I’m taking a break from prepping for hurricane Matthew (tired of this now) and have to apologize for not getting this out earlier, especially considering the damage already done in the Caribbean.
When it comes to natural disasters, hurricanes, if I had to choose, would be at the top of my list (that’s a big reason I live on the East Coast of the U.S.)–they’re navigable as far as disasters go. They at least give you a heads up (not like those rude earthquakes and tornadoes) and you usually get a bit of time to get yourself together. The downside of that though, is that you spend days in a funk of subdued anxiety, just waiting for a disaster that might or might not happen.
Me, I’ve spent the last few days trying to get not only my physical self prepared, but also my freelance business. The last thing you should be worrying about during and after a natural disaster is client work, so I wanted to share a few things I’ve done that have helped me navigate this (relatively) smoothly. Depending on where you live, the time your power is down could be a few days to weeks, so your plan might need to adjust a bit to fit your local concerns. (Would love to hear from the folks in the Caribbean around how they prepare.)
Protect Your Work
This is something you should be doing early, but keep your work files and documents backed up, especially if you don’t work in the cloud. Floods can destroy electronics and files, and the last thing you want to do is have to try to reconstruct things from memory once you’re up and running.
Keep external drives in air-tight plastic bags and make use of online storage where you can.
Keep Your Electronics Charged
It’s a general hurricane rule that you keep your electronics charge, but consider investing in a portable charger or two also to give yourself a bit more time on devices should you need it.
Communicate Early With Your Clients
This might be the most important point for freelancers, but talk to your clients.
Even though I work with people around the world, they all know where I’m located. Once I found out there was a good chance my work was interrupted, I sent emails on any outstanding work, contracts, and meetings, and either rescheduled (letting them know why) or just let them know to expect some bumps in production from me over the next week or so. I also contacted an editor to let him know I might be late on my next assignment. (Everybody was completely understanding and most were happy to just wait until things had passed.)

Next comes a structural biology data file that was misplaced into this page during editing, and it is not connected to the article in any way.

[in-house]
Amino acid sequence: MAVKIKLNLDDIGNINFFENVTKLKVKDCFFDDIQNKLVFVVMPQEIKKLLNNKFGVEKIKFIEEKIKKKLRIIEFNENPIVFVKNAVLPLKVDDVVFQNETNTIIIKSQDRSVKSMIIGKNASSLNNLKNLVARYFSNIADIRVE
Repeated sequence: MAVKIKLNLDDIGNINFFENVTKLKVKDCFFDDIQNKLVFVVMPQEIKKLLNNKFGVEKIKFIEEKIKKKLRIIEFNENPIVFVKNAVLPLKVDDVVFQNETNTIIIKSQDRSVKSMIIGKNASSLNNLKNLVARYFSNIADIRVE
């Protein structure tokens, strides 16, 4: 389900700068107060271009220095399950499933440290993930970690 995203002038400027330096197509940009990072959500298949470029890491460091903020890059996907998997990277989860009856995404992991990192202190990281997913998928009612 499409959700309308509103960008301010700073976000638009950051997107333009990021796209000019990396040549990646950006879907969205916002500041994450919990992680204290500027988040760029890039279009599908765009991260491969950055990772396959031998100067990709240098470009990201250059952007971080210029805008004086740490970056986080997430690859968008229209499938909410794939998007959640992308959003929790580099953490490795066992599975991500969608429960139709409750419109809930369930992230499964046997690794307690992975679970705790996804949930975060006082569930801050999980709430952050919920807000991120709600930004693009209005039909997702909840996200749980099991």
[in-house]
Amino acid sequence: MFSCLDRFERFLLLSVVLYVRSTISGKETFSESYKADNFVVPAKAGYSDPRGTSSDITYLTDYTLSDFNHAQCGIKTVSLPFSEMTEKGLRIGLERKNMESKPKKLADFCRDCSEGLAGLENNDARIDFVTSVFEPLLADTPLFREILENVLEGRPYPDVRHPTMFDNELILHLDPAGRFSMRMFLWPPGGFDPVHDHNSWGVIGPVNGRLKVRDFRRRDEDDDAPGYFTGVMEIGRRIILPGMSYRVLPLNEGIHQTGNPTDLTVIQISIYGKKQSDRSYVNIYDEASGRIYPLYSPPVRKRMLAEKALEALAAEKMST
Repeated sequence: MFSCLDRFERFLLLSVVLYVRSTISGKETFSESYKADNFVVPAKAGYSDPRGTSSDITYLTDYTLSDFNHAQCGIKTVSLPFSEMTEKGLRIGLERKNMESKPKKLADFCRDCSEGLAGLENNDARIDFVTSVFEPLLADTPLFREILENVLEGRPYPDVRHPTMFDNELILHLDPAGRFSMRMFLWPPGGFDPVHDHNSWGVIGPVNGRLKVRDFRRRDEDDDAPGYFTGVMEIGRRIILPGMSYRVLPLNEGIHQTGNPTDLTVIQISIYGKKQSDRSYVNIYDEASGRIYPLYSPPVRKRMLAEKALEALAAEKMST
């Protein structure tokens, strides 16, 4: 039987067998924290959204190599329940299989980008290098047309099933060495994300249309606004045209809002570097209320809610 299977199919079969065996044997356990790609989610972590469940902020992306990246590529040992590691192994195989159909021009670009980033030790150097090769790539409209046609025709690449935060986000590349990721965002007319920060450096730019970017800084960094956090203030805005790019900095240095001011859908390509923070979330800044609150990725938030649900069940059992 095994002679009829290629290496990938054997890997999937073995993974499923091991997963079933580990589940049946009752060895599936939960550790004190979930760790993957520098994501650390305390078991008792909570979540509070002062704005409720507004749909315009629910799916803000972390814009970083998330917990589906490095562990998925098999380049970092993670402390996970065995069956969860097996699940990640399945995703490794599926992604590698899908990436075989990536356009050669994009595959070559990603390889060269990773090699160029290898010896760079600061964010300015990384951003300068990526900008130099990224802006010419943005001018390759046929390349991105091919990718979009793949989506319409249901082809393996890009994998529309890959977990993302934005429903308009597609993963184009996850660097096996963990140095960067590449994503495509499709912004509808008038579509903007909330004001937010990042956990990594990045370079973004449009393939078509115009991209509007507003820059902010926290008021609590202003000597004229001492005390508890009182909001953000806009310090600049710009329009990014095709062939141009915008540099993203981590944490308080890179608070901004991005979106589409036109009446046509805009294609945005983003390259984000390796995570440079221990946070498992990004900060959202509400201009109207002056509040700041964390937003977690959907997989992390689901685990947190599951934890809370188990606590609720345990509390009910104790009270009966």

Make a “Must-Do” List
So I’m kinda finishing this up now, but I have a few things that have to get done before I shut down shop. That includes the backups, sending out a couple of emails, paying a few bills that could come due while the power is out, depositing some checks, sending an invoice, and completing a post or two. I’ll know that once that’s done I can put my mind at ease and just focus on staying safe.
If you’re not a heavy mobile worker, now might be the time to get on board.
Having email, documents, and client contacts on your phone or tablet can be a business-saver when you might not be able to use your home set-up for few days (but still might be able to get to some local wi-fi and outlets.)
Consider a Disaster Fund
You might not be at a point where you can stash away some extra money to get you through a disaster-induced down period, but even if you aren’t, consider it one day. Not having to worry about money during a time like this can be a huge weight off.
Keep a Few Things Running
Don’t shut everything down though. I’ve queued up my social schedulers because to be honest, the rest of the world is still going, and there’s no reason not to keep my automated marketing running too.
Have a Return Plan
Know what you want to do once things are back up and running. Who do you want to contact first? Is there anything you need to get to immediately once you’re working again? Getting back into work after a break from a natural disaster can be disorienting and stressful, and having a plan can make your return much easier.
If you’ve got any advice for freelancers navigating natural disasters, leave em in the comments!